Business

Remaining food vendors evicted from rebranded Railway Heights Market in Houston

The Heights-area development opened to much fanfare in 2021 as a vibrant food hall. The three-story property now has only one food-and-beverage tenant.

JunctionHTX
JunctionHTX
The former Railway Heights Market at 8200 Washington Ave. was rebranded as JunctionHTX in November 2023.

What started two years ago as a bustling food hall in the popular Heights area of Houston now has no food vendors at all.

The former Railway Heights Market at 8200 Washington Ave., which was renamed and rebranded last month, evicted its four remaining food vendors on the second floor last week, according to Pleshette Drummond, owner of The Funnel Cake House. She said she and the other three tenants received a group text message last Friday informing them that Saturday and Sunday would be their final days of operation.

Drummond said Tuesday that the three-story, modern-looking building situated near a railroad track now has one remaining food-and-beverage vendor, Junction Beer Garden HTX, which opened in November and now is the anchor tenant on the ground floor. There also is a church and exercise business that continue to operate on the property, she said.

"It was very saddening and disheartening the way everything played out," said Drummond, who had operated her business at Railway Heights Market since April. "I had very high expectations. It just didn't go the way I expected it to go."

Perhaps the same could be said for the development at large, at least to this point. It opened to much fanfare in 2021 as part of a project originally led by Company of Nomads, which also had opened the Bravery Chef Hall downtown, according to the Houston Chronicle. The property was sold at some point to Chicago-based Easy Park, which now serves as the landlord, according to Junction Beer Garden HTX.

Drummond said the venue, which is on a 157,000-square foot property valued at more than $7.9 million by the Harris Central Appraisal District, was rebranded last month as JunctionHTX. Customer traffic had gradually slowed before that and the lineup of food vendors also had dwindled, according to Drummond, who said community members "actually thought we were closed" after the name change.

The local property manager for Easy Park did not respond to a Tuesday email seeking comment about the recent changes, what precipitated them and what the future holds for the development.

"Junction is merely the downstairs tenant of the space and did not have any involvement in tenant leases," the beer garden said in a statement. "Junction Beer Garden HTX will continue to operate as a beer garden with an expansive outdoor footprint offering specialty cocktails, beer, wine and special curated seasonal events. Junction will be looking to add a new food provider in light of the closures of the upstairs food vendors."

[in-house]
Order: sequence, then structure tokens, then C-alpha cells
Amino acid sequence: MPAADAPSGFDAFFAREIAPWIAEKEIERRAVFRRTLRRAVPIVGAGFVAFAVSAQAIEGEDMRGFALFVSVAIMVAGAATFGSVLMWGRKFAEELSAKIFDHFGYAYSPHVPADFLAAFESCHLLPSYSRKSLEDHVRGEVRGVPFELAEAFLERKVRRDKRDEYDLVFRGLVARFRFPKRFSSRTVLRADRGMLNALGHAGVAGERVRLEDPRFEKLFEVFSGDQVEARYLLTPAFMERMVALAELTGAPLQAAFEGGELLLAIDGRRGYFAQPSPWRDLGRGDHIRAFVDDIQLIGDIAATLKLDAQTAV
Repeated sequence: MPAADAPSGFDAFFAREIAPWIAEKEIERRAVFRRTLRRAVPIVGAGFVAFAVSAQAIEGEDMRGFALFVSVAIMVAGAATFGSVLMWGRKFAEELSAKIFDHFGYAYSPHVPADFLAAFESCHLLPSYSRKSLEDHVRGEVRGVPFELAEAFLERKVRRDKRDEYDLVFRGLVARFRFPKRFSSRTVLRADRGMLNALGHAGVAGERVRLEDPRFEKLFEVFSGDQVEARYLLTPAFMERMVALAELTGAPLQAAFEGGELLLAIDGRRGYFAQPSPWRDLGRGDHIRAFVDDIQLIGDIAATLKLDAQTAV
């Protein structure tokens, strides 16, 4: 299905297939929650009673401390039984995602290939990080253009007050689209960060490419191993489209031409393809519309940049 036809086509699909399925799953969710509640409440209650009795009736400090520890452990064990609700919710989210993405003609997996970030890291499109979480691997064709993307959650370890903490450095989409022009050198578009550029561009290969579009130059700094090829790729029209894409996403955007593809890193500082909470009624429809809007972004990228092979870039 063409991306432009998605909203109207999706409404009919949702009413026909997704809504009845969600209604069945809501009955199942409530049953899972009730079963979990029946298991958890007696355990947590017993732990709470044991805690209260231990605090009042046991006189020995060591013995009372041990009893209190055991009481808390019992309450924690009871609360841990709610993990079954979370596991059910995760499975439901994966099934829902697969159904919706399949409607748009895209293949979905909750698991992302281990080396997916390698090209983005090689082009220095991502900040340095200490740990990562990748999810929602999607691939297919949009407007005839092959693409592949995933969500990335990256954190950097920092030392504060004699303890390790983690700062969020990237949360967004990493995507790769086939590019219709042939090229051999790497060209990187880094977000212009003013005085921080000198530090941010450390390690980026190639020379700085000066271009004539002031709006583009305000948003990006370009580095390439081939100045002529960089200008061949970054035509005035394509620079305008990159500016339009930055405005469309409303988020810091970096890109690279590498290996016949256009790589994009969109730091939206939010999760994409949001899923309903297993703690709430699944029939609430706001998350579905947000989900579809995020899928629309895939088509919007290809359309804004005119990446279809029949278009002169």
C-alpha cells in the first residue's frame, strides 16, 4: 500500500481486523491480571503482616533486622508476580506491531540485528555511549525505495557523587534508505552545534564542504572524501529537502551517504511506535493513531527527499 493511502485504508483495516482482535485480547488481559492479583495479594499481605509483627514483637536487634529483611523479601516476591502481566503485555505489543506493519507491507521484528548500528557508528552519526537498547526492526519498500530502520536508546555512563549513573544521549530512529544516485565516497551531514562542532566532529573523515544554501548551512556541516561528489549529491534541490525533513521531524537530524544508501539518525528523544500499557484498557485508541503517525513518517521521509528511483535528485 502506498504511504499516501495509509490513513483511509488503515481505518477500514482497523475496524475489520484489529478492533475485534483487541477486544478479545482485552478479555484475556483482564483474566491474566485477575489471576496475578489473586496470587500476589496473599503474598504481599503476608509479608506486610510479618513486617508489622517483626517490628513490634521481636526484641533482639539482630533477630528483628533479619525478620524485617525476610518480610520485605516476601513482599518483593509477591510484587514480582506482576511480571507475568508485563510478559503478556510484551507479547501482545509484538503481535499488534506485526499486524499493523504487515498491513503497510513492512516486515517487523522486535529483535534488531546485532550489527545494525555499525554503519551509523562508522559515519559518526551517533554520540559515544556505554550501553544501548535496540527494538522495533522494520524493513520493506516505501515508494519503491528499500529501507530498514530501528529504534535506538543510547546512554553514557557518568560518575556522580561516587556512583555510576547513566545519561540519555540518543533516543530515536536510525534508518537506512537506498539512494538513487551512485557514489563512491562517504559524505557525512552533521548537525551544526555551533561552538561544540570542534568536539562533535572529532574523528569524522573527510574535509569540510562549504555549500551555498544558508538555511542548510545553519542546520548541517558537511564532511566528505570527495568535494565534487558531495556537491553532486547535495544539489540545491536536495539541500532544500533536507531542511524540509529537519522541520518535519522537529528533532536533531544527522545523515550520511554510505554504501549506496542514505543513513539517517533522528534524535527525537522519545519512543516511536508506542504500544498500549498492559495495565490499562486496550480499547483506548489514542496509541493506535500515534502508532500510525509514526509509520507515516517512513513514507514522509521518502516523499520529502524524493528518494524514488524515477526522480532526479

The other food businesses that were evicted last week were Meat + Cheese Project, Meshiko Sushi and Mykuna, according to Drummond. The others did not respond to messages seeking comment.

Meat + Cheese Project is owned by Sunny Vohra, who previously operated Peaky Grinders upon the opening of Railway Heights Market. Meat + Cheese Project addressed its departure in a Friday Instagram post inviting customers to "join our eviction party."

"It's a shame that we were not given notice but at this time the former Railway Heights food hall has been shut down and no reason has been given to us," the burger business wrote in the post. "This place had so much potential and as someone who has been in this building since Day 1 and has helped keep this place alive, it's a shame I am being thrown out just like that along with all the other tenants."

Drummond said she thinks a "multitude of things" contributed to the Railway Heights Market fizzling out as a once-vibrant food hall, but not it's quirky location near the Timbergrove neighborhood, where it is situated among a convergence of Katy Road, Hempstead Road and Washington Avenue. She also called it a "beautiful" property that offers stunning views of the city from the third floor, which is currently vacant.

Drummond also said concession gigs for the University of Houston football team and Texas Southern University basketball teams have helped keep The Funnel Cake House afloat. It has a loyal customer following, she said, and she plans to relaunch it.

She's just not sure where yet.

"Everything happened so suddenly, I haven't really had an opportunity to think on those lines right now," Drummond said. "I've just been trying to get all of my equipment and everything out before the doors were locked and we couldn't."